Damages: The review of the assessment of patent damages that was taken up by Microsoft in their initial appeals in the i4i case last year (see AmeriKat posts here) evidenced only a sliver of general unrest with the assessment of US patent damages. The original draft of the Patent Reform Act 2011 introduced proposed amendments that would provide for specific procedures on how judges in patent cases manage the damages assessment. These included mechanisms for the court to consider the evidentiary merit of each parties’ case on damages and then the judge introducing a methodology that would be used in assessing the damages awards. Close the AmeriKat’s heart at the moment was the old text also requiring a judge to split the damages portion of a trial at a parties request and only rejecting that request in the absence of a good cause, such as “the absence of “issues of significant damages or infringement and validity”. All of these draft provisions did not make it past the Senate's approval perhaps signaling a reluctance to delve into the problematic pool of patent damages which may have held the entire bill’s passage hostage.
Enhanced Damages: In the current US Patent Act, there is not specific reference that the increase of patent damages should only be reserved to cases of willful infringement. Section 284 of the current statute, instead, states that “the court may increase the damages up to three times the amount found or assessed.” The Federal Circuit’s interpretation has limited this section to cases to willful infringement and where the defendant’s actions were objectively reckless. The draft text of the Patent Reform Act had basically codified this precedent, but again, like with general damages, this did not make it to the final text.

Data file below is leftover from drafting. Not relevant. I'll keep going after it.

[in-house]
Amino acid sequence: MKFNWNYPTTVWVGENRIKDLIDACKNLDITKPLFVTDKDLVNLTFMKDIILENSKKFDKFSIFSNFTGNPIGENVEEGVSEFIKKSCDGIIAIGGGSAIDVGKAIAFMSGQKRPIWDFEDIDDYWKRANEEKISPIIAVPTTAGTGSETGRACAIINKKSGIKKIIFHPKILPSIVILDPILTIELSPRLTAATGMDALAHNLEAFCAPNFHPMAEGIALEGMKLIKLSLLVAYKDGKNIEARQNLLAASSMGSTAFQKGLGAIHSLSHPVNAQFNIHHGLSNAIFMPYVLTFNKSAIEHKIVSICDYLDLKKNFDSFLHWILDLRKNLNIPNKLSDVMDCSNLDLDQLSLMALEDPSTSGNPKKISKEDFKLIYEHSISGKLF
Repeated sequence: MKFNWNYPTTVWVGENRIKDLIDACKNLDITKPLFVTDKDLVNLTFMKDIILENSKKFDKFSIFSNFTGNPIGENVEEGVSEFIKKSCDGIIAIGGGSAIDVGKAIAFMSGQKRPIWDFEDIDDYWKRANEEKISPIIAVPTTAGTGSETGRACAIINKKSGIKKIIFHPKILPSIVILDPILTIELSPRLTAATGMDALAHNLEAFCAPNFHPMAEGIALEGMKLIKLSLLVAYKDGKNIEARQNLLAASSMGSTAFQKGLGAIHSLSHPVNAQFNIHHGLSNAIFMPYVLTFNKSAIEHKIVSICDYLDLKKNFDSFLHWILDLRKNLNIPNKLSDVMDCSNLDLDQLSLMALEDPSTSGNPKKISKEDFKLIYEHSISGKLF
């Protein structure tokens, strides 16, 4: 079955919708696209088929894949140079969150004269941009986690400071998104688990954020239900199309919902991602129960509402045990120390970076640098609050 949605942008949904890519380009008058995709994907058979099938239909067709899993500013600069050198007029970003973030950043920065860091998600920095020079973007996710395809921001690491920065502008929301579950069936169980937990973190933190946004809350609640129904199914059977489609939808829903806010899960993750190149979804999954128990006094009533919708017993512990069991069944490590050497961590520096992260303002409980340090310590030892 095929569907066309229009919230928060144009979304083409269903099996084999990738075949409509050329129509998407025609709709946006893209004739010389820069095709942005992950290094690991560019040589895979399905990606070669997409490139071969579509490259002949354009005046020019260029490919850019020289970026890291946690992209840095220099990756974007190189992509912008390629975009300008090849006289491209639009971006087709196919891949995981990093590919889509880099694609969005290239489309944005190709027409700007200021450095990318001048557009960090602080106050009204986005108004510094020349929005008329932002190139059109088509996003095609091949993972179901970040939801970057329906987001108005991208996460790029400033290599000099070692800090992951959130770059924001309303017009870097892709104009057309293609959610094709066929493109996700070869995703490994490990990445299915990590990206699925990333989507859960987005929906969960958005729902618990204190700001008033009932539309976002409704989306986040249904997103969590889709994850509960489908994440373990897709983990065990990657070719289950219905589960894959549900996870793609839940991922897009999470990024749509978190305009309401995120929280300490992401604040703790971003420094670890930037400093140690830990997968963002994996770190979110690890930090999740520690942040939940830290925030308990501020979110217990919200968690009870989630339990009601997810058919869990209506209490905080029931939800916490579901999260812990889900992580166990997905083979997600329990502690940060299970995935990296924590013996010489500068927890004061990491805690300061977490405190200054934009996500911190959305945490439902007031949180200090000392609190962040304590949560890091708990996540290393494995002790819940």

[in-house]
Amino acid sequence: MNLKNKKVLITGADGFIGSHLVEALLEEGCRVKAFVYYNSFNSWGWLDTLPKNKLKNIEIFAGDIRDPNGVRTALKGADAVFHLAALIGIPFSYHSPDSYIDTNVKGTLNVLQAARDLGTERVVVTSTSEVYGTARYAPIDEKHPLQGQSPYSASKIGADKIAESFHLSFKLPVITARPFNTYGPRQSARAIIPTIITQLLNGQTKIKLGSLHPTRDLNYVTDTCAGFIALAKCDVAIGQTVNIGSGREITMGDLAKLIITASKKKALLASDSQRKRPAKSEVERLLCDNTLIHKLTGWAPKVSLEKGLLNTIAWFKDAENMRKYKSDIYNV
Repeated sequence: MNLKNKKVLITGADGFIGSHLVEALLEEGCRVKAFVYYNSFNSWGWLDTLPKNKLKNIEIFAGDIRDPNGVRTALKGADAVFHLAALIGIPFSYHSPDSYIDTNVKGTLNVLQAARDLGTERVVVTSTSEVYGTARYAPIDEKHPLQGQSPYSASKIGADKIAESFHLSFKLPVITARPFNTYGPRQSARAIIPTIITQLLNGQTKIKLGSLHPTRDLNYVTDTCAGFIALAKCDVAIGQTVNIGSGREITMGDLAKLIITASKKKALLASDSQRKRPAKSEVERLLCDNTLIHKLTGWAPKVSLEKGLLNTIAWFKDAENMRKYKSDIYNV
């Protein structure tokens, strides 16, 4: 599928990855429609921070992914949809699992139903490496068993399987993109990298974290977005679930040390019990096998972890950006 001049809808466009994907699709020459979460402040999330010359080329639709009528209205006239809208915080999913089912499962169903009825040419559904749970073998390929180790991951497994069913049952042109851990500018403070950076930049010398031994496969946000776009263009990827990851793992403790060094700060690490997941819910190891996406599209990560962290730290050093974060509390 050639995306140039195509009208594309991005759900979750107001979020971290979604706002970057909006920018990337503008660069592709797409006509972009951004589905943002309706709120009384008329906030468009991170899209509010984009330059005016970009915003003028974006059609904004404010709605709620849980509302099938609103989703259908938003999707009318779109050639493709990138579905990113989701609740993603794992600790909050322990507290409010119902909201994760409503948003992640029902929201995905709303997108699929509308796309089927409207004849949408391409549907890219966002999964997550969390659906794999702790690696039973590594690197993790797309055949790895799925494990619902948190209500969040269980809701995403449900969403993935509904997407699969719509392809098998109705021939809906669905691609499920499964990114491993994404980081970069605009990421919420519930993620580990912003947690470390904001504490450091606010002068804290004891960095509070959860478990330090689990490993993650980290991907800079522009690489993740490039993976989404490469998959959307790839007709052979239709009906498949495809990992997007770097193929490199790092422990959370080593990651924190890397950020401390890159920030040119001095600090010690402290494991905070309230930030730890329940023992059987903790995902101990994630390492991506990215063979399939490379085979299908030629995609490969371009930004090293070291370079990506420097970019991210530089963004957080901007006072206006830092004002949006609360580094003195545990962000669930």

Besides deleting more interesting parts of the bill, the Senate did add Section 18 which deals with provisional measures for the establishment of post-grant review proceedings for the review of the validity of business-method patents. False marking lawsuits would be eliminated under the proposed 146 (k) except for ones filed by the US government or by a competitor who can prove competitive injury as a result of false marking. Also, reduced fees for small entities were also introduced.
The American Innovators for Patent Reform (AIPR), a trade association which promotes innovation by strengthening the US patent system, has opposed the AIA. Alexander Poltorak, the founder and President of AIPR and AIPR stated that the AIA, in particular the first-to-file provision would be viewed as a “defeat by many inventors”, however the removal of the damages provisions (which were referred to as the “most damaging provisions” – no pun intended) were heralded as a success. David Kappos, the USPTO's Director, has said that the US is already operating a pseudo-first-to-file system because in 2007 there have only been 7 interference applications (where two inventors file their patents nearly simultaneously) of which only one was decided on priority of the invention and "the truth is that only .01% of all patent applications could be affected" by the change.
The next stage of the bills life will be in the House (watch the life of a bill, courtesy of Schoolhouse Rock). If passed by Congress , the AIA could well be on its way of becoming the first substantial change to patent law in the U.S. in almost 60 years, but a bill’s life in Congress can be a rocky ride and can usually, as has been seen in IP legislation, die a quite death.